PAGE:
Check the tyres, including the sidewalls, to see if they are under-inflated, punctured, cracked or worn out.

Also, check to see if there are any objects stuck in the tyre. You also need to check the rear brakes. Spin the wheel and check the pads don’t touch. Check the pads are aligned and not worn out. You should also check the brake cable to see if it is frayed.

Rear gear

The rear gears should be checked to be sure you can move through the full set of gears without the chain falling off and without any shifting problems. You should also check to see the gear hanger is not bent, as can often happen after a crash. Check the gears are not skipping by pedaling and switching through the gears. The chain should also be checked to be sure it is not too oily or rusty. You should also check for stiff links that will cause you problems when peddling.

How often should you check your bike?

In an ideal world it’s good to complete this check 3-4 weeks if you ride regularly. If you ride in the rain a lot as well (almost inevitable if you ride all year) then chain lube will need to be done regularly.

Take these instructions with you

Bike doctor appWe built the Bike Doctor App for iPhone and iPad after looking for a more comprehensive bike maintenance manual. The app has since been downloaded over 20,000 times and frequently gets 5* reviews from happy users. If you are looking for a convenient maintenance guide on the move and you’d like to learn more about looking after your bike, then search for Bike Doctor in the App Store.

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As seen on The Guardian, BBC and The Independent.

5 Responses to How to do a bike safety check

  1. Harry-H 30/10/2015 at 9:49 am #

    10 seconds to “check all the bolts and quick releases”? My bike’s got at least 18 bolts, requiring three different allen keys and 2 different spanners. I’m not going to check them in less than 5 minutes, realistically. If you include getting my toolbox out, finding my spanners, then putting them all away again, this is a more like a 10 minute check, not 10 seconds. Is it a typo?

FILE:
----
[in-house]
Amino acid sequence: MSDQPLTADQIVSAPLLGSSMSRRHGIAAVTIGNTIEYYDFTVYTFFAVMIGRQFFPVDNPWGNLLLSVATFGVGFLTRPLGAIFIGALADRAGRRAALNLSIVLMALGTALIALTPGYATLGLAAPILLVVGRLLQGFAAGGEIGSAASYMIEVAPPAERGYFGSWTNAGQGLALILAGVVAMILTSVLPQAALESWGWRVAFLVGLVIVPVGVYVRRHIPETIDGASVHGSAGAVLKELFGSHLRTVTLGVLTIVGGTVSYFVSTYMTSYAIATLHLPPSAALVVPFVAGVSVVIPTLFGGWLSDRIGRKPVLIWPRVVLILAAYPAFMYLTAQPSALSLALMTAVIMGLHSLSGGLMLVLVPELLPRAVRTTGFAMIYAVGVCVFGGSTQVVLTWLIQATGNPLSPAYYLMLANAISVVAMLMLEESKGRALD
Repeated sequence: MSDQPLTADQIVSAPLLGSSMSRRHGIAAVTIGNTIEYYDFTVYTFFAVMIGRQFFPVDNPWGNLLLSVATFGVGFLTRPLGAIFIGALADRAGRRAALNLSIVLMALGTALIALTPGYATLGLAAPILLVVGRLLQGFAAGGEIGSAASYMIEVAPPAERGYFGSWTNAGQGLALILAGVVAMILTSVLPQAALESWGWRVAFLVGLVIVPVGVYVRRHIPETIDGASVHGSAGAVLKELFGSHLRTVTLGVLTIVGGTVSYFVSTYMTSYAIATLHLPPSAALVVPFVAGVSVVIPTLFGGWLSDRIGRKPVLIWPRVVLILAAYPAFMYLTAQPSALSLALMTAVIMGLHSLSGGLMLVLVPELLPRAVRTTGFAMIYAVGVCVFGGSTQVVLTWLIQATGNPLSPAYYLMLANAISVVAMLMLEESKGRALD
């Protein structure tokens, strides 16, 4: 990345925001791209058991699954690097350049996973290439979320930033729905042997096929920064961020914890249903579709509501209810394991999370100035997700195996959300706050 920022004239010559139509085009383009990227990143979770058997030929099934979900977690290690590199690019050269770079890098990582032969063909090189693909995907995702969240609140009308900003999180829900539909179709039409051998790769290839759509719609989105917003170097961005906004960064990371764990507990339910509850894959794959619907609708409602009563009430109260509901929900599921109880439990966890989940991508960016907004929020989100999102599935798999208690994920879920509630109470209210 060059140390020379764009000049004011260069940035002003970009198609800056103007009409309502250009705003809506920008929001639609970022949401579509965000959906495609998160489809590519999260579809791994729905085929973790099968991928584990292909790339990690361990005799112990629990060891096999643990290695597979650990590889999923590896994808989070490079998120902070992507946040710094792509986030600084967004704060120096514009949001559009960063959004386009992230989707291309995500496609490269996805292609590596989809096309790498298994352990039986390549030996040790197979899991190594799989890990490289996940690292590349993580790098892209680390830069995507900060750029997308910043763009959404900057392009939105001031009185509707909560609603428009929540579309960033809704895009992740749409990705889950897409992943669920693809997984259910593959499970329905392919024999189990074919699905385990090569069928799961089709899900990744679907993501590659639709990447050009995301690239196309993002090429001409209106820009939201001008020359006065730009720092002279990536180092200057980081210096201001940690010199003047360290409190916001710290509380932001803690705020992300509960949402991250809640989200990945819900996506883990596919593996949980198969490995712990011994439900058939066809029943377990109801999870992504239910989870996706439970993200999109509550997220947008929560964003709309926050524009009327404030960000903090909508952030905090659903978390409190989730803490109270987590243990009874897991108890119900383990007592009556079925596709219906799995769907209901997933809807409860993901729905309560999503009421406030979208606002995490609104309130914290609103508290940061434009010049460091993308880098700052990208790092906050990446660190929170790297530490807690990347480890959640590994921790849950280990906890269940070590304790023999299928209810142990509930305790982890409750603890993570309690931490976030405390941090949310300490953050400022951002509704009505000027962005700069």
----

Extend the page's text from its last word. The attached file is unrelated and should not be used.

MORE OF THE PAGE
2. SRC 30/10/2015 at 10:11 am #

    I use the M check regularly. The ten second check is a bare minimum and easily achievable. Most of the checks are visual or a quick touch. If you were to nip up every bolt every time you ride, you’d soon be shearing heads off bolts through over tightening. Being charitable, perhaps you were aiming for humour. Sarcasm rarely comes across well in print.

    • Andreas 30/10/2015 at 3:26 pm #

      Have updated the wording. Thanks guys for comments 🙂

  3. Francis Parrett 30/10/2015 at 10:50 am #

    I appreciate the comments above and suspect they come from experienced riders. As a recent returnee I find the 10 sec and M checks info very reassuring as I do most of the M check after cleaning the bike after previous ride and the 10 sec bit before next ride. I know these checks focus on mechanicals but I also check the lights are working and I have enough fuel on board as there have been occasions they have been left behind in my impatience to get going! Also now I always check I have the right kit in my 0.9cl saddle bag for the right bike. It holds a mutlitool (+ spanner when on non QR wheels) spare tube + patches, levers, pump + gas cylinder, mobile phone, car or house keys, credit card and cash and there is still room for the latex gloves (like the mechanics use) to keep the grease of my kit. You only need to puncture once on Whitedown Lane in the rain to learn you can only go as fast as your weakest point!

  4. raymond 30/10/2015 at 4:49 pm #

    How about the lights? Don’t you check them?